I don't know if this answers the question, but here are some examples from Plato:
* Apology (18d3)
οἱ δὲ καὶ αὐτοὶ πεπεισμένοι ἄλλους πείθοντες
And some, having been persuaded themselves, persuade others.
* Apology (19c2)
ταῦτα γὰρ ἑωρᾶτε καὶ αὐτοὶ ἐν τῇ Ἀριστοφάνους κωμῳδίᾳ,
You have seen these things for yourselves in the comedy of Aristophanes.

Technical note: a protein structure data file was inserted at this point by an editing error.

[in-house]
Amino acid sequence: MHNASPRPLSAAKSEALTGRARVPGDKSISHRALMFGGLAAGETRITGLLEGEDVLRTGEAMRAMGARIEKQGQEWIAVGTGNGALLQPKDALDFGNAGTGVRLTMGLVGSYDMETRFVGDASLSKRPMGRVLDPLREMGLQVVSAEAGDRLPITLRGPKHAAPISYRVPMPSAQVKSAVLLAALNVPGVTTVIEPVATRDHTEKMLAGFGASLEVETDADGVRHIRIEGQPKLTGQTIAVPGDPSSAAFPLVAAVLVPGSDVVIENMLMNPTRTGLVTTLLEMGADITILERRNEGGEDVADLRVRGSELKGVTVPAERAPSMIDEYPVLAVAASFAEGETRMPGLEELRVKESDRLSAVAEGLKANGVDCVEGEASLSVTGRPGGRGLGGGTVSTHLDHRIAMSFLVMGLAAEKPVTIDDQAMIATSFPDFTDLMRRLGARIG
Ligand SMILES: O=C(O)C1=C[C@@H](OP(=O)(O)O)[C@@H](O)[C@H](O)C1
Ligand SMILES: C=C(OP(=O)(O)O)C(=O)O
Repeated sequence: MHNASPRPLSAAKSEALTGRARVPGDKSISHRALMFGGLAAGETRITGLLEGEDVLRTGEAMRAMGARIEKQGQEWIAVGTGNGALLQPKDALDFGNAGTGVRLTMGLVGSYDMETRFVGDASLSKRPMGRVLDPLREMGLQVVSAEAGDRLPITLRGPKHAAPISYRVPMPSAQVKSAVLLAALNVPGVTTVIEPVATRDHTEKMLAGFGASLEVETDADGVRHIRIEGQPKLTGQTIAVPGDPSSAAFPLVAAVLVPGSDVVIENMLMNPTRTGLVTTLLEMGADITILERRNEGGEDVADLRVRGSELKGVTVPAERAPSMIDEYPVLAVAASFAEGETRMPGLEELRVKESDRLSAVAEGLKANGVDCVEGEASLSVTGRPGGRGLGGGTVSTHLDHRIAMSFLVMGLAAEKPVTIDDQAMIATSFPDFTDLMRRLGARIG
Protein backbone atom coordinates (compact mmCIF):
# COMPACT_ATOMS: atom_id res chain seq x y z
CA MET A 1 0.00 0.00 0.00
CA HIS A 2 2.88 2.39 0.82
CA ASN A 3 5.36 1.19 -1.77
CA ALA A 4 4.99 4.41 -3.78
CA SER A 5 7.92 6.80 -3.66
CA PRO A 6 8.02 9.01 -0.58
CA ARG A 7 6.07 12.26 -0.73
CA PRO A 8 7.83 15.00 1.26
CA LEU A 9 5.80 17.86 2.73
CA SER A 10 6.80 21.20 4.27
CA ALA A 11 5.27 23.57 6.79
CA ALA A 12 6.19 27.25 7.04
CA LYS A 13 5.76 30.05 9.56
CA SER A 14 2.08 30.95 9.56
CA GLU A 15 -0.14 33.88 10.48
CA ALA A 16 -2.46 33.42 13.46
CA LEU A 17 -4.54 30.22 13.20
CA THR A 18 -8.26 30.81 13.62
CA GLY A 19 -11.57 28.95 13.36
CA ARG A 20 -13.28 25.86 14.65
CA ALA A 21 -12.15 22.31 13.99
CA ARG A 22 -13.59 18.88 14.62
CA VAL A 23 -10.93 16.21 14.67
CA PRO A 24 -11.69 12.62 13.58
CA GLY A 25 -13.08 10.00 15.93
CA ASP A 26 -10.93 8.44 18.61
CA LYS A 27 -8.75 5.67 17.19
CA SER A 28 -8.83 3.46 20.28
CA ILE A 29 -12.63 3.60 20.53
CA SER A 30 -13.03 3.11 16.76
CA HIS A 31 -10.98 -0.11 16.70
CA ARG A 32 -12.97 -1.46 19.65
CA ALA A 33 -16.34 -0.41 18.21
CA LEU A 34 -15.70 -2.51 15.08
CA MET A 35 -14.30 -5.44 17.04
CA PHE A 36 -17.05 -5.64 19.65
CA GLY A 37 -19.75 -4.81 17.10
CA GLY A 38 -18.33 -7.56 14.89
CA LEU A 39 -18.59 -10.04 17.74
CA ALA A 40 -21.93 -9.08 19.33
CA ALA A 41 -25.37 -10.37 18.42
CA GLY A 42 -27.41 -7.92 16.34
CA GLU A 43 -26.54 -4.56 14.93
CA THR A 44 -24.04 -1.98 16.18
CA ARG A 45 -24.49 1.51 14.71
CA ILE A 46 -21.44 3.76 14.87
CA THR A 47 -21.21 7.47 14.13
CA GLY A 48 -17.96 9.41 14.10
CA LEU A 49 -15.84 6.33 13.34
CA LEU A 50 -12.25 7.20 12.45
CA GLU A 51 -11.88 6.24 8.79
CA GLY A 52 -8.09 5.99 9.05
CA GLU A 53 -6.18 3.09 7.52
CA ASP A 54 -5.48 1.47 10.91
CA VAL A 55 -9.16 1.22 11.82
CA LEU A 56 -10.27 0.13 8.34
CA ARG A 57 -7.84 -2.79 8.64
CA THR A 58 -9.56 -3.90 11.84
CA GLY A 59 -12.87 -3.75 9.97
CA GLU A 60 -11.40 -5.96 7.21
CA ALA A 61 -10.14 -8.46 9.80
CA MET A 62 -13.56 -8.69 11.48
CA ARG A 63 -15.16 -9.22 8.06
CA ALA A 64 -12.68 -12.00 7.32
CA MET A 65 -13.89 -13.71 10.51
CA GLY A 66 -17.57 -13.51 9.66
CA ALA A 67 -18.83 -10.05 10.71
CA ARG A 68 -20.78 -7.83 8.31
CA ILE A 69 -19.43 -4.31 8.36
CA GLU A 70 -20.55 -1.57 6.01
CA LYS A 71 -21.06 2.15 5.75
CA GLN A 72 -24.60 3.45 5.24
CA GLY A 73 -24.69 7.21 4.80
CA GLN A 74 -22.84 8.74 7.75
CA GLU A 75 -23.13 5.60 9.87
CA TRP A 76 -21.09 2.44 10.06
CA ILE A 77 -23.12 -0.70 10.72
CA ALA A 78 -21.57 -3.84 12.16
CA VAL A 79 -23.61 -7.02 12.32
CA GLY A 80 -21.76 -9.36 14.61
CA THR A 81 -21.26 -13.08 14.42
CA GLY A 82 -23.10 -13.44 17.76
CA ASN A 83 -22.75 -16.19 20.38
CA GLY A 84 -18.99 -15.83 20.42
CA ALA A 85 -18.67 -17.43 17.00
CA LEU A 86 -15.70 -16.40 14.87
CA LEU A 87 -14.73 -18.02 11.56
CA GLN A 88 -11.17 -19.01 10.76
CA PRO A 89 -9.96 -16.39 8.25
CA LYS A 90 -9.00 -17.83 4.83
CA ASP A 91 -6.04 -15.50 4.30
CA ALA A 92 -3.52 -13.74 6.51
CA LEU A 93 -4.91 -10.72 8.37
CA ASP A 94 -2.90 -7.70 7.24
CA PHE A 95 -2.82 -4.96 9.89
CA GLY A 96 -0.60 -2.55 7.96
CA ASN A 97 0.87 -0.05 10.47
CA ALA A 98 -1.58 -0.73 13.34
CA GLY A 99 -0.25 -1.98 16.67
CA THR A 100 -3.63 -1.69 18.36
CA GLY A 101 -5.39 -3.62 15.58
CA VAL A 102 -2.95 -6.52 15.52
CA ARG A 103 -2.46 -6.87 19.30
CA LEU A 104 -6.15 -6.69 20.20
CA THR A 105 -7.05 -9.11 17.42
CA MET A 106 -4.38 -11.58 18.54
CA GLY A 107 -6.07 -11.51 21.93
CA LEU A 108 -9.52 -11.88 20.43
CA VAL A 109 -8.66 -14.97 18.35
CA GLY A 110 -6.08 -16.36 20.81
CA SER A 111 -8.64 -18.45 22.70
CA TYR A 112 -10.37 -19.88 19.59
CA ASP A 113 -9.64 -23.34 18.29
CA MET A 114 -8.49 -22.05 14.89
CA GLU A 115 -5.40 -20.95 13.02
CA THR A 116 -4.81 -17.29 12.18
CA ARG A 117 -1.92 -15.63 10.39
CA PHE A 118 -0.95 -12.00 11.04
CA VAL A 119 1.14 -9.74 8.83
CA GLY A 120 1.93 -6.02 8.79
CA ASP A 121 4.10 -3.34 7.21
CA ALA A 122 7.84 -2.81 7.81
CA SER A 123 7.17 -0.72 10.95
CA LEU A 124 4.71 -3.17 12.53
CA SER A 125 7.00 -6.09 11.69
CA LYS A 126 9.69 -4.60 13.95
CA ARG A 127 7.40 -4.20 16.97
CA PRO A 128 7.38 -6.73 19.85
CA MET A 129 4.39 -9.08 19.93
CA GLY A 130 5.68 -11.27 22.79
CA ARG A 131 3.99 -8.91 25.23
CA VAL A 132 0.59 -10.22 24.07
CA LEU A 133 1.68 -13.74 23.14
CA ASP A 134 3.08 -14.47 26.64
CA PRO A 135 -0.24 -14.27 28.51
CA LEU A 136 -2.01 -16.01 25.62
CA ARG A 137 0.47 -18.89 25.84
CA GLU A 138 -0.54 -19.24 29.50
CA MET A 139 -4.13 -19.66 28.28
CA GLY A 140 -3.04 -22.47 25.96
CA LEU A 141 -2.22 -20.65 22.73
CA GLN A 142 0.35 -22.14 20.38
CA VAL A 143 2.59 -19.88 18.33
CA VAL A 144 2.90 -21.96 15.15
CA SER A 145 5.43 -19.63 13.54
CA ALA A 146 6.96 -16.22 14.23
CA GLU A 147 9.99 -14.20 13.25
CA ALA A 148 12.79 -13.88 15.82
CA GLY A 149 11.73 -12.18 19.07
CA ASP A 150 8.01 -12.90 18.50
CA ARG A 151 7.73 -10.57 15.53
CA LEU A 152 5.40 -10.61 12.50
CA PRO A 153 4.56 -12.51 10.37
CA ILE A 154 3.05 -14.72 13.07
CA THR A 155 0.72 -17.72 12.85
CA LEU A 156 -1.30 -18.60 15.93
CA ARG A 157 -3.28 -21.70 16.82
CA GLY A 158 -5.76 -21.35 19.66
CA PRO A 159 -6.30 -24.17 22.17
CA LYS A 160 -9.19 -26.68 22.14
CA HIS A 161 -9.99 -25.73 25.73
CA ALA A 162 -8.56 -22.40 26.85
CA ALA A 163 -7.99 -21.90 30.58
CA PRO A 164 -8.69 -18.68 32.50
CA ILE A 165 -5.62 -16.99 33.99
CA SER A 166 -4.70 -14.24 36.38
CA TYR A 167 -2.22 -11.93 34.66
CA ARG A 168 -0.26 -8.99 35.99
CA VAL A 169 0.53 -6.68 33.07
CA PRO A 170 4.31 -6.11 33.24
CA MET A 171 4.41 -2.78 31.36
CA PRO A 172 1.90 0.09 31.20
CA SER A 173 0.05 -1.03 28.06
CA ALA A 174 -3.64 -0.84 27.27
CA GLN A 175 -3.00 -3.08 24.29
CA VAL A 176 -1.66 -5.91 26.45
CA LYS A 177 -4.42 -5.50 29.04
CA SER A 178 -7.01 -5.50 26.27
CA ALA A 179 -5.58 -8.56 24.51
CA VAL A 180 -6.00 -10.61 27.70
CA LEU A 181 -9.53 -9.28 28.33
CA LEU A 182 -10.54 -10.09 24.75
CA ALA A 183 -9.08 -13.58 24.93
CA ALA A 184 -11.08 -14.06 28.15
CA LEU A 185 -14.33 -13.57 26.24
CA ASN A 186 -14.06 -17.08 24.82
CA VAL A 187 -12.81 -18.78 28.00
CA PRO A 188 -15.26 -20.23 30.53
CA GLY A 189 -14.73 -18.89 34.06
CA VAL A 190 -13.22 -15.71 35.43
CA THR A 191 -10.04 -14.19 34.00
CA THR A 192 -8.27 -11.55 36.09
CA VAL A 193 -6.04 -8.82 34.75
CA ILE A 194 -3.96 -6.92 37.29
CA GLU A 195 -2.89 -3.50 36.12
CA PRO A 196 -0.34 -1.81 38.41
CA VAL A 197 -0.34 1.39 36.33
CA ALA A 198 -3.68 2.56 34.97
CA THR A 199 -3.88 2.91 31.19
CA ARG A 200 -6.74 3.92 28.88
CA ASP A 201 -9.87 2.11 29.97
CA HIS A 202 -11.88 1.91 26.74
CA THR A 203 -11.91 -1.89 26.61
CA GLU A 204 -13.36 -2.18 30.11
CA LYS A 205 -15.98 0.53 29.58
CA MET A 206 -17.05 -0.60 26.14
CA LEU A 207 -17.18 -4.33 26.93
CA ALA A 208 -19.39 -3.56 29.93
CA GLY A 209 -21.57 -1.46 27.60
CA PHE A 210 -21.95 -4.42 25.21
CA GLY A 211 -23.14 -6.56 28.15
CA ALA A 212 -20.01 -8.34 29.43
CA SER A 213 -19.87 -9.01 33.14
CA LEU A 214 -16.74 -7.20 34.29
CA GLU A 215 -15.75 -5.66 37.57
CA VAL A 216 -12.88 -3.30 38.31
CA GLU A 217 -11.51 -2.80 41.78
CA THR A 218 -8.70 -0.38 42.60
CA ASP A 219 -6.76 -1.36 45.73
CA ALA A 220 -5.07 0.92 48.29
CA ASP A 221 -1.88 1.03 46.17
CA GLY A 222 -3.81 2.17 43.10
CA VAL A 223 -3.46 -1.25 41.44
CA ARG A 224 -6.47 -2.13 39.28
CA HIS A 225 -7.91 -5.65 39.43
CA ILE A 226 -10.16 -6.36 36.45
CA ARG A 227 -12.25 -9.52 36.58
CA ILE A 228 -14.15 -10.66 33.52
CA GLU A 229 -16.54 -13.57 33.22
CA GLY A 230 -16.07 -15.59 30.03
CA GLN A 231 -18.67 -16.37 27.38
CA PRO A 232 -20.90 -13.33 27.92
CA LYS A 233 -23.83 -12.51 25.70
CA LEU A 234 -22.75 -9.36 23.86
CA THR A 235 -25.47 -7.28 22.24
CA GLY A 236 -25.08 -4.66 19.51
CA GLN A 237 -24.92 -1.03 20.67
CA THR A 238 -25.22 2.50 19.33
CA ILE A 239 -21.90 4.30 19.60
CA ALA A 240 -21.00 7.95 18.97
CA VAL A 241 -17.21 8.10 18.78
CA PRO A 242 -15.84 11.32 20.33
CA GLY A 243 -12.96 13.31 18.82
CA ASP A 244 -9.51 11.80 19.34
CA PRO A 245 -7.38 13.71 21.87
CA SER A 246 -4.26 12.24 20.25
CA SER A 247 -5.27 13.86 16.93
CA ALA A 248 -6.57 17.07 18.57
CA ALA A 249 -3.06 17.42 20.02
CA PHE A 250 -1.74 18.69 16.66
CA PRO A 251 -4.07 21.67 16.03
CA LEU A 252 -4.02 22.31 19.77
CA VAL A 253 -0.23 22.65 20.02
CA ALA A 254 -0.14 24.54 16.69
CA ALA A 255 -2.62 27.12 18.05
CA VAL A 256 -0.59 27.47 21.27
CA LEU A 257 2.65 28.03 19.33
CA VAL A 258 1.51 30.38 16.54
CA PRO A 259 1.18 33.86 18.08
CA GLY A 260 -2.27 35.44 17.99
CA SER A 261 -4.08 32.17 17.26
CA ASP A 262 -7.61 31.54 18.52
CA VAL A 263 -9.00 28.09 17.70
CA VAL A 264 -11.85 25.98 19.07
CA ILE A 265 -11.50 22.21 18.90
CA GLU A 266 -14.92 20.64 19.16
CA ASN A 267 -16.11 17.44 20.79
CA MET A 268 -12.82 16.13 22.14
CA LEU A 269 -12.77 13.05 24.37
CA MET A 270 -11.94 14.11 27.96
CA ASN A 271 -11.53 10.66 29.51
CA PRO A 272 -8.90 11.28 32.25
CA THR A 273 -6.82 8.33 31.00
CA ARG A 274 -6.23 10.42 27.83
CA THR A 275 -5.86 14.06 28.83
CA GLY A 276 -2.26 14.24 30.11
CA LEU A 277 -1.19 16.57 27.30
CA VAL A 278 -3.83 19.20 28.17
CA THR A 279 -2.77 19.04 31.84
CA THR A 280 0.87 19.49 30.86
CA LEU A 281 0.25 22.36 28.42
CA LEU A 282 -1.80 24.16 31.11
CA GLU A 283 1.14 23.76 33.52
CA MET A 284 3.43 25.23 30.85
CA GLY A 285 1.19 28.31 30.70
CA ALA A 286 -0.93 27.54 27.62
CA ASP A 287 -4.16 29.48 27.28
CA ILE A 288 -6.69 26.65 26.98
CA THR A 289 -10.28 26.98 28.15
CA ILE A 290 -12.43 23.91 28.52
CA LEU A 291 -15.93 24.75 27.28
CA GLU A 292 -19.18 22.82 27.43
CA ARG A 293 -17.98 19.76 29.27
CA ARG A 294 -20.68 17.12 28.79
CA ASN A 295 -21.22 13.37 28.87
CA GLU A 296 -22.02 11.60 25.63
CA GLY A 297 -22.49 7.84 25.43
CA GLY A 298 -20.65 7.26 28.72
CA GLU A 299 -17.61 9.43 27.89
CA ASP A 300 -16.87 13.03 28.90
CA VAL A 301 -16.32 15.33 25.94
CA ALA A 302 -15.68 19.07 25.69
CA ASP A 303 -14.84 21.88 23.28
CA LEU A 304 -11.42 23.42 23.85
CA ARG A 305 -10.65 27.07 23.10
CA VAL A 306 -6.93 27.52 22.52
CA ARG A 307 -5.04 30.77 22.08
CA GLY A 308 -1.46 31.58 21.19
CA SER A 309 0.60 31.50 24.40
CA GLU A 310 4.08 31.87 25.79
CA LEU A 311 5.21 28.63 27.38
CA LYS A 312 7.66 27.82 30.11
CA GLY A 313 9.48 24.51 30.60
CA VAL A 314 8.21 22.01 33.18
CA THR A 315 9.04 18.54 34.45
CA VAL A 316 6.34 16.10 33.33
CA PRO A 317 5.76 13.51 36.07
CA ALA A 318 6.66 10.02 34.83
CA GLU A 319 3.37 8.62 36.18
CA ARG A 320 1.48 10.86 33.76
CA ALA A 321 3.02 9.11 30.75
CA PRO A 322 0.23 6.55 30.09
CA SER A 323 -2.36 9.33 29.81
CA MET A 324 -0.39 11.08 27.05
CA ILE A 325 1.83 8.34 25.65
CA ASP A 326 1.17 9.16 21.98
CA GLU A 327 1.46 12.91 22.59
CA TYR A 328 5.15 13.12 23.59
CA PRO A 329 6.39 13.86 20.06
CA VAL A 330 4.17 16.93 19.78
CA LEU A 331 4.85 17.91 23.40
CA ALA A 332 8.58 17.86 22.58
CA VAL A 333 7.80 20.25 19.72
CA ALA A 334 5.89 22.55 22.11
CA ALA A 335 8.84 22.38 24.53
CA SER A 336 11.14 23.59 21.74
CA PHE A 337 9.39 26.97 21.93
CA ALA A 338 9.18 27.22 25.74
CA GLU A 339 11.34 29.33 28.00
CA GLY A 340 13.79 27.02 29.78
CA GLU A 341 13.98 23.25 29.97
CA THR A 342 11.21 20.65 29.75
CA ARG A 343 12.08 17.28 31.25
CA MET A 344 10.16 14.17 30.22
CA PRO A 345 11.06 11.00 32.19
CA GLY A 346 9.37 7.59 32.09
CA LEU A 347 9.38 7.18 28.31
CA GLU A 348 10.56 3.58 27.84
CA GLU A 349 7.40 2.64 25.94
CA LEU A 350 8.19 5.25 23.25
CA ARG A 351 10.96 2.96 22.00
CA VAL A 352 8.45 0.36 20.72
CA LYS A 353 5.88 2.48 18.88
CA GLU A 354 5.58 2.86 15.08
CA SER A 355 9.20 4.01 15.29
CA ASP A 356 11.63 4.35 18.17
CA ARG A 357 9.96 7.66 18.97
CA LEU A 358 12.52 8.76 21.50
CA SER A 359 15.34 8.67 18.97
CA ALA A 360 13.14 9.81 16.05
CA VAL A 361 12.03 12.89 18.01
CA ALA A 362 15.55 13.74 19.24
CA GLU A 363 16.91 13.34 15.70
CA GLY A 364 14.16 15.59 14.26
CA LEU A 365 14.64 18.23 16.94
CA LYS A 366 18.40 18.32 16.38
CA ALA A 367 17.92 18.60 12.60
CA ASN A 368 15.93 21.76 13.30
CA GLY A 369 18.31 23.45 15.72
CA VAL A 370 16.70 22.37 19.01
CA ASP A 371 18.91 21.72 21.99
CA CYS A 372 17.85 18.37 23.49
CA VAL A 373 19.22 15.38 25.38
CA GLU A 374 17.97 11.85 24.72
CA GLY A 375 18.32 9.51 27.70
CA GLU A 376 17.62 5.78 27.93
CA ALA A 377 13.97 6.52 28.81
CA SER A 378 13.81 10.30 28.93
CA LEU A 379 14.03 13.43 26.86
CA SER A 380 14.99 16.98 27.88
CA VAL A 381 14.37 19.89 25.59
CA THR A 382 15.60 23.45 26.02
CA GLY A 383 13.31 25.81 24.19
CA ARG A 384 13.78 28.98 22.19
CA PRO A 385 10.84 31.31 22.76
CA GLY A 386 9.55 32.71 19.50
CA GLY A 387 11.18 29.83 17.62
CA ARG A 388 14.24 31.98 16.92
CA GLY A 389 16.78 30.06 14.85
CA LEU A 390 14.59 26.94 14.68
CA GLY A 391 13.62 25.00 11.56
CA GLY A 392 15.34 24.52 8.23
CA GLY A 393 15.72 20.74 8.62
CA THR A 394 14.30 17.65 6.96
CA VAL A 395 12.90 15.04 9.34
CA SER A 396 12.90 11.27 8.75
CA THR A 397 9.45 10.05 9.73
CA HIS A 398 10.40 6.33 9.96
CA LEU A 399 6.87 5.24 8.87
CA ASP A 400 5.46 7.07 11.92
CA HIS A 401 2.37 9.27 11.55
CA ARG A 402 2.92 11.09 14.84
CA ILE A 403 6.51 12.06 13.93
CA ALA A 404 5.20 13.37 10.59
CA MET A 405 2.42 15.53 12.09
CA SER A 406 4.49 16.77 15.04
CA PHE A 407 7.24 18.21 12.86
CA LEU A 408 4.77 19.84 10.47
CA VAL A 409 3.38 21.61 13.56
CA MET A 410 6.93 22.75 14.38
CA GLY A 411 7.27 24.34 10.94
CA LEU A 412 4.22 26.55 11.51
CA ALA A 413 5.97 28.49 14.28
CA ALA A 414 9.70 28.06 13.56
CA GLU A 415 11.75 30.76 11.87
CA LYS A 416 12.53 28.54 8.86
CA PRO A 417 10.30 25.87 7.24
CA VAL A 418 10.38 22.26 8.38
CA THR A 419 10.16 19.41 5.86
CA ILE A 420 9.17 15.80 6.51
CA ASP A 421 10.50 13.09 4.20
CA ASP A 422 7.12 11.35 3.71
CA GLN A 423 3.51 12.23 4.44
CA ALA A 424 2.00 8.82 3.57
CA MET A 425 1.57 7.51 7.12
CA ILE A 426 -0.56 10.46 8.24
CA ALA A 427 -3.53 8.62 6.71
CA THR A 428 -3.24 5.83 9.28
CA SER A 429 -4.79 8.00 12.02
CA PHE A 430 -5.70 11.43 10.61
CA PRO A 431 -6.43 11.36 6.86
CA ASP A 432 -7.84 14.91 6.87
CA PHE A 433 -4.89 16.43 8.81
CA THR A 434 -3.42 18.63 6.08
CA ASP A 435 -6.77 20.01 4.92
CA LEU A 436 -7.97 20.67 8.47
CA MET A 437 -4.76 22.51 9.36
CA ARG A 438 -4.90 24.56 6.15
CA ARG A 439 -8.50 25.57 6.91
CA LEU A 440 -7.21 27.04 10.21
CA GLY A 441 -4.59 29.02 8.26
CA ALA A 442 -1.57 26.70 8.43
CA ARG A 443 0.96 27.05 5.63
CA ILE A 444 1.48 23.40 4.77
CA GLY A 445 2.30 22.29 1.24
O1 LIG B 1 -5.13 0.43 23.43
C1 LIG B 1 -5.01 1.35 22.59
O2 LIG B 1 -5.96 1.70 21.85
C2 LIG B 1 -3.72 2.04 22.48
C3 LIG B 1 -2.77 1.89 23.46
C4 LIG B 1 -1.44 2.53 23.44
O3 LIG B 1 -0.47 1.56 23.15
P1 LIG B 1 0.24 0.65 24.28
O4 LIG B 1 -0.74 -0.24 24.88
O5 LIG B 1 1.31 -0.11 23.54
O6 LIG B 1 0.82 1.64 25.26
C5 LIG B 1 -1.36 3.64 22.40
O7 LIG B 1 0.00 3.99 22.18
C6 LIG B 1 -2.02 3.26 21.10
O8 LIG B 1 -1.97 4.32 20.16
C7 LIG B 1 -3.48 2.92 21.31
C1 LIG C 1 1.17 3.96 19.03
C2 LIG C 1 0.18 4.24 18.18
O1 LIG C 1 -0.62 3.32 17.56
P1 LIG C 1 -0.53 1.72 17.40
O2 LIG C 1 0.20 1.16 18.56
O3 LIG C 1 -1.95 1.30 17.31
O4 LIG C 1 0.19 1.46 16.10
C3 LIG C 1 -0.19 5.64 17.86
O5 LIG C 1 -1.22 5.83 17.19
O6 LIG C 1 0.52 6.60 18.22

* Euthyphro (6b2)
τί γὰρ καὶ φήσομεν, οἵ γε καὶ αὐτοὶ ὁμολογοῦμεν περὶ αὐτῶν μηδὲν εἰδέναι;
And what shall we say, we who at least agree that we know nothing about these things?
In examples 19c2 and 6b2, αὐτοὶ appears to have an effect like γε: even you agree. The sense would also work without them. But, I can see a slight smile on Socrates as he repeats the word 'you', almost accusing the audience and the judges.